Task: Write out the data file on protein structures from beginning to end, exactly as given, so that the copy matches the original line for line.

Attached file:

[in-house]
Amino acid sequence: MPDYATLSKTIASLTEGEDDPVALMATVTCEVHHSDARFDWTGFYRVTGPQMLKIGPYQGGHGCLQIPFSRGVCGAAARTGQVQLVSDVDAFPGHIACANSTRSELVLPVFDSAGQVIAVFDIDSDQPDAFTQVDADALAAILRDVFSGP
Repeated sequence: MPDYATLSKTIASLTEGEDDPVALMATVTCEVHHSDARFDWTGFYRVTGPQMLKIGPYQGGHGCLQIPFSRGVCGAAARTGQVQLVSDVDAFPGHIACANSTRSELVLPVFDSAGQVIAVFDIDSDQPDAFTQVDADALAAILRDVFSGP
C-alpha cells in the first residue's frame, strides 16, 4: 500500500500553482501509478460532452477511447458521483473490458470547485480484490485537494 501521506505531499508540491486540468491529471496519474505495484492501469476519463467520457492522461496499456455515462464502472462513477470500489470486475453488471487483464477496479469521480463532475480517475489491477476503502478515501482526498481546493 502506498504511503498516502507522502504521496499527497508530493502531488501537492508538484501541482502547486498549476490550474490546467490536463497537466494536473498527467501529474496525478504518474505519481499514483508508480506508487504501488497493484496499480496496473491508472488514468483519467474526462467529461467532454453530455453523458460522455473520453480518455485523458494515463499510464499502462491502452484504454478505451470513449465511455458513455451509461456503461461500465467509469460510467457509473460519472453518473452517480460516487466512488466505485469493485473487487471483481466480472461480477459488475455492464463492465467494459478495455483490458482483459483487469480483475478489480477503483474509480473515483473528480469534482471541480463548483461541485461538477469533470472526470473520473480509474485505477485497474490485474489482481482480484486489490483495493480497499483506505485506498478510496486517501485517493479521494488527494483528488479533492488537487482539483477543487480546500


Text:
[in-house]
Amino acid sequence: MPDYATLSKTIASLTEGEDDPVALMATVTCEVHHSDARFDWTGFYRVTGPQMLKIGPYQGGHGCLQIPFSRGVCGAAARTGQVQLVSDVDAFPGHIACANSTRSELVLPVFDSAGQVIAVFDIDSDQPDAFTQVDADALAAILRDVFSGP
Repeated sequence: MPDYATLSKTIASLTEGEDDPVALMATVTCEVHHSDARFDWTGFYRVTGPQMLKIGPYQGGHGCLQIPFSRGVCGAAARTGQVQLVSDVDAFPGHIACANSTRSELVLPVFDSAGQVIAVFDIDSDQPDAFTQVDADALAAILRDVFSGP
C-alpha cells in the first residue's frame, strides 16, 4: 500500500500553482501509478460532452477511447458521483473490458470547485480484490485537494 501521506505531499508540491486540468491529471496519474505495484492501469476519463467520457492522461496499456455515462464502472462513477470500489470486475453488471487483464477496479469521480463532475480517475489491477476503502478515501482526498481546493 502506498504511503498516502507522502504521496499527497508530493502531488501537492508538484501541482502547486498549476490550474490546467490536463497537466494536473498527467501529474496525478504518474505519481499514483508508480506508487504501488497493484496499480496496473491508472488514468483519467474526462467529461467532454453530455453523458460522455473520453480518455485523458494515463499510464499502462491502452484504454478505451470513449465511455458513455451509461456503461461500465467509469460510467457509473460519472453518473452517480460516487466512488466505485469493485473487487471483481466480472461480477459488475455492464463492465467494459478495455483490458482483459483487469480483475478489480477503483474509480473515483473528480469534482471541480463548483461541485461538477469533470472526470473520473480509474485505477485497474490485474489482481482480484486489490483495493480497499483506505485506498478510496486517501485517493479521494488527494483528488479533492488537487482539483477543487480546500